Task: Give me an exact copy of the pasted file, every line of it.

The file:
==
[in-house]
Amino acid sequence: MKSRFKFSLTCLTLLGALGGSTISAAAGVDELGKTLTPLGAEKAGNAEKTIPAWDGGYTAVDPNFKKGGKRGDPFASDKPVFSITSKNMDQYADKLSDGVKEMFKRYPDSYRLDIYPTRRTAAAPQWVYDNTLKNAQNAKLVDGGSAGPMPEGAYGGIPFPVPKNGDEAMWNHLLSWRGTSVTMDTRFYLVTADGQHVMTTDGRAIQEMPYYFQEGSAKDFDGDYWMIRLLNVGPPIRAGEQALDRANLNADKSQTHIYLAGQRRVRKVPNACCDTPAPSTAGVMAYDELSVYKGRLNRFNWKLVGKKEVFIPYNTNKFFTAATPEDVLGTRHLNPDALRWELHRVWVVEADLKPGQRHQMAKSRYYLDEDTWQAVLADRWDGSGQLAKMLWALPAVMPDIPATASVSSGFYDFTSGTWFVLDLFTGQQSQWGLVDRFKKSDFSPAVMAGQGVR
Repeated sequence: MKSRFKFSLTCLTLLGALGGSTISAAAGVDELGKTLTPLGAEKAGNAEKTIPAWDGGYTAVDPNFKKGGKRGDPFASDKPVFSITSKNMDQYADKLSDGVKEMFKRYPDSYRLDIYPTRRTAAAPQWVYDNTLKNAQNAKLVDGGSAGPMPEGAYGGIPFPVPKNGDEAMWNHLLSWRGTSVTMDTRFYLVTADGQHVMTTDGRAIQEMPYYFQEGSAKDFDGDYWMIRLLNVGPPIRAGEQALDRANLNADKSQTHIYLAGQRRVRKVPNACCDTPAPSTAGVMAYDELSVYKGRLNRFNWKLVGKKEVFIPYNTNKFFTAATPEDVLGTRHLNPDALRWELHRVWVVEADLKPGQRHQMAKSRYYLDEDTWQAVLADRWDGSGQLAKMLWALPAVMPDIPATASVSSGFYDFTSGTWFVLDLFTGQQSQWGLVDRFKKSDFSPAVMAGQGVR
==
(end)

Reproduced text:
[in-house]
Amino acid sequence: MKSRFKFSLTCLTLLGALGGSTISAAAGVDELGKTLTPLGAEKAGNAEKTIPAWDGGYTAVDPNFKKGGKRGDPFASDKPVFSITSKNMDQYADKLSDGVKEMFKRYPDSYRLDIYPTRRTAAAPQWVYDNTLKNAQNAKLVDGGSAGPMPEGAYGGIPFPVPKNGDEAMWNHLLSWRGTSVTMDTRFYLVTADGQHVMTTDGRAIQEMPYYFQEGSAKDFDGDYWMIRLLNVGPPIRAGEQALDRANLNADKSQTHIYLAGQRRVRKVPNACCDTPAPSTAGVMAYDELSVYKGRLNRFNWKLVGKKEVFIPYNTNKFFTAATPEDVLGTRHLNPDALRWELHRVWVVEADLKPGQRHQMAKSRYYLDEDTWQAVLADRWDGSGQLAKMLWALPAVMPDIPATASVSSGFYDFTSGTWFVLDLFTGQQSQWGLVDRFKKSDFSPAVMAGQGVR
Repeated sequence: MKSRFKFSLTCLTLLGALGGSTISAAAGVDELGKTLTPLGAEKAGNAEKTIPAWDGGYTAVDPNFKKGGKRGDPFASDKPVFSITSKNMDQYADKLSDGVKEMFKRYPDSYRLDIYPTRRTAAAPQWVYDNTLKNAQNAKLVDGGSAGPMPEGAYGGIPFPVPKNGDEAMWNHLLSWRGTSVTMDTRFYLVTADGQHVMTTDGRAIQEMPYYFQEGSAKDFDGDYWMIRLLNVGPPIRAGEQALDRANLNADKSQTHIYLAGQRRVRKVPNACCDTPAPSTAGVMAYDELSVYKGRLNRFNWKLVGKKEVFIPYNTNKFFTAATPEDVLGTRHLNPDALRWELHRVWVVEADLKPGQRHQMAKSRYYLDEDTWQAVLADRWDGSGQLAKMLWALPAVMPDIPATASVSSGFYDFTSGTWFVLDLFTGQQSQWGLVDRFKKSDFSPAVMAGQGVR